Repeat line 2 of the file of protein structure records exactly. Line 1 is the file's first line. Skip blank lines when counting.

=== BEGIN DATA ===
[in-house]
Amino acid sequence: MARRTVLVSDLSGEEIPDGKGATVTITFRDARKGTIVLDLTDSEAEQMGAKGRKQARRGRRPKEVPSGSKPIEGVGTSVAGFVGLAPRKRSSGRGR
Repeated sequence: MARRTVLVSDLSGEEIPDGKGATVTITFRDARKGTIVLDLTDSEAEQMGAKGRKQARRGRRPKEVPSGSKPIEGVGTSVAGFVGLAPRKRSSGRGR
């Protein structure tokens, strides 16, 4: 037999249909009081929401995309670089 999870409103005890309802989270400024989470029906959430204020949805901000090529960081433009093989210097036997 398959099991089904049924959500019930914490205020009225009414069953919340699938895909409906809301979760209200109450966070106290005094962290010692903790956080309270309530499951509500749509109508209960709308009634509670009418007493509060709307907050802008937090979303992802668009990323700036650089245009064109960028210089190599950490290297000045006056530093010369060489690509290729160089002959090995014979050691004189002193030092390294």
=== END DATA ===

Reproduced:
Amino acid sequence: MARRTVLVSDLSGEEIPDGKGATVTITFRDARKGTIVLDLTDSEAEQMGAKGRKQARRGRRPKEVPSGSKPIEGVGTSVAGFVGLAPRKRSSGRGR